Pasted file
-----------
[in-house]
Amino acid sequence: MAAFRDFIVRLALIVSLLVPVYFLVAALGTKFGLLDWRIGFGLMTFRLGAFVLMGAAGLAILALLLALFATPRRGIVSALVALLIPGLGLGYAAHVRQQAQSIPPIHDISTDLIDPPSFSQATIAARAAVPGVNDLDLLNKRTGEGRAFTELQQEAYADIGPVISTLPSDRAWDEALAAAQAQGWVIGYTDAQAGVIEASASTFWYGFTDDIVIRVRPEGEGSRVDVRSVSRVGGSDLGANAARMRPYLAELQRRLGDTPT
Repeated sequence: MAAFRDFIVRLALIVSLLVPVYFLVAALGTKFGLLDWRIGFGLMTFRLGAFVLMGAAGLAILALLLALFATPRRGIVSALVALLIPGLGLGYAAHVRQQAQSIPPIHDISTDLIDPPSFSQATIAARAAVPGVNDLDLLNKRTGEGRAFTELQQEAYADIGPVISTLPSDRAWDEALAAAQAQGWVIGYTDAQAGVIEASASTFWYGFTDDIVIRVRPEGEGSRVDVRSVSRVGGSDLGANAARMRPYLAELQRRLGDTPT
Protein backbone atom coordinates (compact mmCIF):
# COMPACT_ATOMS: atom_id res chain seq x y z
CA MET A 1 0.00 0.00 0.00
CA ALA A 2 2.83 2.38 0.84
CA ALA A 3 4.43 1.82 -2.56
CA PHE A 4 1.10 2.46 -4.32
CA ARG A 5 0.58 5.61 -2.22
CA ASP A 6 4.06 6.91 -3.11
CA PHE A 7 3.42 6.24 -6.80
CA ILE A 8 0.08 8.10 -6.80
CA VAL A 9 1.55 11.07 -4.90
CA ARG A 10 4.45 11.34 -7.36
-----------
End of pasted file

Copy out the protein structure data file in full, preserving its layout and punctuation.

[in-house]
Amino acid sequence: MAAFRDFIVRLALIVSLLVPVYFLVAALGTKFGLLDWRIGFGLMTFRLGAFVLMGAAGLAILALLLALFATPRRGIVSALVALLIPGLGLGYAAHVRQQAQSIPPIHDISTDLIDPPSFSQATIAARAAVPGVNDLDLLNKRTGEGRAFTELQQEAYADIGPVISTLPSDRAWDEALAAAQAQGWVIGYTDAQAGVIEASASTFWYGFTDDIVIRVRPEGEGSRVDVRSVSRVGGSDLGANAARMRPYLAELQRRLGDTPT
Repeated sequence: MAAFRDFIVRLALIVSLLVPVYFLVAALGTKFGLLDWRIGFGLMTFRLGAFVLMGAAGLAILALLLALFATPRRGIVSALVALLIPGLGLGYAAHVRQQAQSIPPIHDISTDLIDPPSFSQATIAARAAVPGVNDLDLLNKRTGEGRAFTELQQEAYADIGPVISTLPSDRAWDEALAAAQAQGWVIGYTDAQAGVIEASASTFWYGFTDDIVIRVRPEGEGSRVDVRSVSRVGGSDLGANAARMRPYLAELQRRLGDTPT
Protein backbone atom coordinates (compact mmCIF):
# COMPACT_ATOMS: atom_id res chain seq x y z
CA MET A 1 0.00 0.00 0.00
CA ALA A 2 2.83 2.38 0.84
CA ALA A 3 4.43 1.82 -2.56
CA PHE A 4 1.10 2.46 -4.32
CA ARG A 5 0.58 5.61 -2.22
CA ASP A 6 4.06 6.91 -3.11
CA PHE A 7 3.42 6.24 -6.80
CA ILE A 8 0.08 8.10 -6.80
CA VAL A 9 1.55 11.07 -4.90
CA ARG A 10 4.45 11.34 -7.36